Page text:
Coming Soon

10 new books to read in September

The books on JI’s shelf next month

As part of a new series exploring new and upcoming books, the team at Jewish Insider is previewing upcoming books we look forward to reading. These are some of the top titles coming out in September:

Moshkeleh the Thief, by Sholom Aleichem (Sept. 1): This short novel by Yiddish author Sholom Aleichem first ran in a Warsaw Yiddish newspaper more than a century ago, but was lost to time and omitted from the larger collection of his works. The rediscovered Moshkeleh the Thief taps into new themes for the author: Jews in the Pale of Settlement interacting with their non-Jewish neighbors, as the eponymous Moshkeleh seeks to convince the daughter of a local tavern owner, who has fallen in love with a non-Jewish tavern patron, to return home to her family.

Beautiful Country, by Qian Julie Wang (Sept. 7): This memoir by Qian Julie Wang, the leader of the Jews of Color group at New York’s Central Synagogue, reflects on a childhood spent as an outsider in a foreign country after her parents move the family to New York City from China.

People Love Dead Jews, by Dara Horn (Sept. 7): In this series of essays that comprises Horn’s sixth book, she pulls from both research and her own experiences — from the ubiquity of Anne Frank’s story to swastikas that appear at her children’s school — to explore the modern-day rise in antisemitism.

Whistle: A New Gotham City Hero, by E. Lockhart and Manuel Preitano (Sept. 7): Teenager Willow Zimmerman is the hero of this young adult graphic novel, the first Jewish protagonist in the DC Comics world in more than four decades. While working for a corrupt “uncle” in Gotham to pay for her mother’s medical treatments, Willow and a local stray dog, Lebowitz, collide with a DC villian outside a local synagogue, an encounter that leaves both girl and dog with the ability to communicate with each other. Willow is forced to choose: Keep quiet about the corruption so she can support her mother, or take a stand against the evil in the community.

A Play for the End of the World: A Novel by Jai Chakrabarti (Sept. 7): In 1970s New York, Jaryk Smith, who as a young boy survived the Warsaw Ghetto, learns of the death of his childhood friend Misha, who was killed while staging a play in a rural Indian village. Jaryk travels to India against the wishes of his love interest, Lucy, to retrieve Misha’s ashes and take his place in the play. Chakrabarti’s debut novel explores the concept of survivors’ guilt as Jaryk contemplates what kind of future he wishes to have and searches for meaning in his own life.

An Observant Wife: A Novel, by Naomi Regan (Sept. 14): Regan’s sequel to her 2019 “An Unorthodox Match” finds protagonists Leah and Yaakov settling into married life in Boro Park and new challenges. Both Yaakov and Leah struggle to adapt to their new realities: Yaakov begins a new job as an accountant in Manhattan, and Leah, who was raised in the secular world, works to gain acceptance in the religious community in which she has chosen to live, all the while parenting the widowed Yaakov’s five children from his first marriage, including the teenage Shaindele, who has secrets of her own. 

The Dressmakers of Auschwitz: The True Story of the Women Who Sewed to Survive, by Lucy Adlington (Sept. 14): At the height of the Nazi conquest through Europe, Hedwig Höss, whose husband, Rudolf, was the commandant at the notorious concentration camp in Poland, assembled a group of 25 prisoners, who worked in a salon at the camp designing and constructing beautiful clothing for the wives of Nazi officers. Adlington’s research, coupled with an interview with the last surviving dressmaker, provide an intimate look at the lives of the women — and the Höss family — before, during and after the Holocaust.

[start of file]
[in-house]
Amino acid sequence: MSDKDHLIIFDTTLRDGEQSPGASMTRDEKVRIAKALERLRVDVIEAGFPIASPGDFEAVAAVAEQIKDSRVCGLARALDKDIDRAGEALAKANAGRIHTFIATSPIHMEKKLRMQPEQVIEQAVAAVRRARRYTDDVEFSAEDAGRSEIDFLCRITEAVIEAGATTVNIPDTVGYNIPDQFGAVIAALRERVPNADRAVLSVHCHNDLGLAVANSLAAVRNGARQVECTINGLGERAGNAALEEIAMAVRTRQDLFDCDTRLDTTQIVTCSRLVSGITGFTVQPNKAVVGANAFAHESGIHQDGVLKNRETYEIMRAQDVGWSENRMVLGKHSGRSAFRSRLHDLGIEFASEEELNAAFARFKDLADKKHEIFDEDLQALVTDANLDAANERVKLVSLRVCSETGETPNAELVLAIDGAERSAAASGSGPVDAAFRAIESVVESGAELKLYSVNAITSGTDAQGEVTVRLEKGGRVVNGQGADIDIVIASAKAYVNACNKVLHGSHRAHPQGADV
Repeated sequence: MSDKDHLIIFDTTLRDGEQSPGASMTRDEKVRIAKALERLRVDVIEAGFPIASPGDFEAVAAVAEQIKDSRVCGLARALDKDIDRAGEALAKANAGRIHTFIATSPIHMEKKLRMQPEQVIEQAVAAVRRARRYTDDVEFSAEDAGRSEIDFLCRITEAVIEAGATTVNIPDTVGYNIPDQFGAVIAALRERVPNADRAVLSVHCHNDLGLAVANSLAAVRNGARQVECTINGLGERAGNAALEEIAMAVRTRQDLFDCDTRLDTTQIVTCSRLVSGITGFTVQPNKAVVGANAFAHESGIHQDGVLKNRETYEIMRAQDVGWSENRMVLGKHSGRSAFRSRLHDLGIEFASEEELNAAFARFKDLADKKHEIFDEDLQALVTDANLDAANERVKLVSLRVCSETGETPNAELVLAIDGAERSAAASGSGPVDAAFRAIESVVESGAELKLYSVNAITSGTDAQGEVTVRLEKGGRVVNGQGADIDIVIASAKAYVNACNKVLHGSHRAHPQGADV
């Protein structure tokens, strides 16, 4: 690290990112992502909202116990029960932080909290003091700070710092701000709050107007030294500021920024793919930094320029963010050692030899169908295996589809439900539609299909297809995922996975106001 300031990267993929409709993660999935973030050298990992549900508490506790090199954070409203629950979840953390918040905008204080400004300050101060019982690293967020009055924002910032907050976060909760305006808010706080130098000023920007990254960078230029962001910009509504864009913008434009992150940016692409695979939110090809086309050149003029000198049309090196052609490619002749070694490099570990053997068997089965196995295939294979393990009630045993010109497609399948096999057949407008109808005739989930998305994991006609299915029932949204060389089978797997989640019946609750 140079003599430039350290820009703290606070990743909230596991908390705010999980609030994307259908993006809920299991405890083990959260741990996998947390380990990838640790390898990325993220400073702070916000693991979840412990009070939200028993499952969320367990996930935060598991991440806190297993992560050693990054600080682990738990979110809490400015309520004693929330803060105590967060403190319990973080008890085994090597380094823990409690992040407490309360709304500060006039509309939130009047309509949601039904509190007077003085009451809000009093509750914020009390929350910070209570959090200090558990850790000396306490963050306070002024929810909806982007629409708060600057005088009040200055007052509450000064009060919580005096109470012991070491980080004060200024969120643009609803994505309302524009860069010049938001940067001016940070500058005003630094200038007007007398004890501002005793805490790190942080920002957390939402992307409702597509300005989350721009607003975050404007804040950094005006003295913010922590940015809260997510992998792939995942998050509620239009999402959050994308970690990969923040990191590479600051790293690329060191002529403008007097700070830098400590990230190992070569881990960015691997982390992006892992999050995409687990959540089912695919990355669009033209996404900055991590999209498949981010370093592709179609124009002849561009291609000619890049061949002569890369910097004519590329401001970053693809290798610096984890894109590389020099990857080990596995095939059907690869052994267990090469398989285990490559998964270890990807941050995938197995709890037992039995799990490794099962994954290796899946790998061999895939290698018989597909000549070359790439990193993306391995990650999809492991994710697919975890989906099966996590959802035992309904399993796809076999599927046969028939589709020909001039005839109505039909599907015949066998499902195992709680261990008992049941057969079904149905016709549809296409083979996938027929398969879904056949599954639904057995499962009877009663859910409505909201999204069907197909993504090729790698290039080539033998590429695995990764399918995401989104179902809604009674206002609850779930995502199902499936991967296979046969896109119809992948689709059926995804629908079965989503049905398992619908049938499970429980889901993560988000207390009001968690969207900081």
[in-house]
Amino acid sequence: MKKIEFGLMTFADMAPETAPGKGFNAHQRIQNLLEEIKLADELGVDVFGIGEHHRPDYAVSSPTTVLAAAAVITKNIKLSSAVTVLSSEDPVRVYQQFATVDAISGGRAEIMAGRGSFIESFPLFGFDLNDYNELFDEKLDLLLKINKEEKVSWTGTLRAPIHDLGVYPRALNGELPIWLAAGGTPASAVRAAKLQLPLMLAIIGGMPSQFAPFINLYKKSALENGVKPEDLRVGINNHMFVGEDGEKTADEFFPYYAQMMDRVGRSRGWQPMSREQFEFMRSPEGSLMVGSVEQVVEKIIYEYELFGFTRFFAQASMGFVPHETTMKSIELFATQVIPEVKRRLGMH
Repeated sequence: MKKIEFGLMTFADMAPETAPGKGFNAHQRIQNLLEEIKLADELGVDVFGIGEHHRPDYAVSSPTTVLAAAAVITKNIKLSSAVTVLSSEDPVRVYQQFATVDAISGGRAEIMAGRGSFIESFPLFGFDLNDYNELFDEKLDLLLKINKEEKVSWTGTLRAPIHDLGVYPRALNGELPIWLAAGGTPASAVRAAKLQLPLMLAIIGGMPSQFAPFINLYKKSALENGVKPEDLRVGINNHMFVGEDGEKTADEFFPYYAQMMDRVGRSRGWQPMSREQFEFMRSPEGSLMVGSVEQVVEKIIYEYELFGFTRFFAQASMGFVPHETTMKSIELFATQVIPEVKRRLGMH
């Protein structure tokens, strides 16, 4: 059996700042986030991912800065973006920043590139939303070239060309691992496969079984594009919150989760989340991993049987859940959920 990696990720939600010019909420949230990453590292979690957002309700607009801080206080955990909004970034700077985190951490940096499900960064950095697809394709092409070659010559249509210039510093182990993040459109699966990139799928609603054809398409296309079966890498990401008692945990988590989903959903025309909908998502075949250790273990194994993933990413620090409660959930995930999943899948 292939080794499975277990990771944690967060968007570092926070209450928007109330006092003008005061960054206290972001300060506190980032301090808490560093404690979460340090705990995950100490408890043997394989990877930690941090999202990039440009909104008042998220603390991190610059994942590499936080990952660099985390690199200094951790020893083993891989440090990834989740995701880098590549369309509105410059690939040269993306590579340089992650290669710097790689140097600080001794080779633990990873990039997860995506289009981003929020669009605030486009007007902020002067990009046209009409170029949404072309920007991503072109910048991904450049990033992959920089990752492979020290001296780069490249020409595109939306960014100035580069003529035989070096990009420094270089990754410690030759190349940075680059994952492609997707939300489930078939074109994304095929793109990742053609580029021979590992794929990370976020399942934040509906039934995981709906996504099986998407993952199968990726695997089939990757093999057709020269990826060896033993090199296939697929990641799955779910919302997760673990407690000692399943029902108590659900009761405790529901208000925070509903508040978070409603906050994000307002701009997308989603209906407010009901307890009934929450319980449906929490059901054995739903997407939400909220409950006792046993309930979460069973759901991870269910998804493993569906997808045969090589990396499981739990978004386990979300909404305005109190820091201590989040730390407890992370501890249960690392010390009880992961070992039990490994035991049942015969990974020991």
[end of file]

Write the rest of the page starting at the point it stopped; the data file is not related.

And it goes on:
At Night’s End, by Nir Baram (Sept. 14): Originally published in Hebrew in 2018, Baram’s novel begins in Mexico City, where Yonatan, a writer, wakes up in a hotel room long after a book festival he was attending in the city had ended. Complicating matters is his best friend, Yoel, whom Yonatan had told festival-goers had died — except Yoel is still alive, and Yonatan struggles with the foreboding sense that his friend will soon die. The novel is Baram’s most personal, and the relationships portrayed are reflective of those of his childhood.

Wildland: The Making of America’s Fury by Evan Osnos (Sept. 14): After a decade abroad, Osnos, a staff writer for The New Yorker and a former bureau chief in Beijing for the Chicago Tribune, returns to America to get a better understanding of the ways in which the American mindset has shifted in the post-Sept. 11 era. Osnos revisits Greenwich, Conn., Chicago and Harrison County, W. Va. — three places he’s called home — to tap into the American psyche. 

Peril, by Bob Woodward and Robert Costa (Sept. 21): For veteran journalist Bob Woodward’s third book on the Trump administration, he teams up with Washington Post reporter Robert Costa for a comprehensive look at the final days of the Trump administration, the January 6 insurrection and the days following President Joe Biden’s inauguration. Woodward and Costa conducted interviews with more than 200 individuals, compiling upwards of 6,000 pages of transcripts that attempt to explain one of the most tumultuous presidential transition periods in history.

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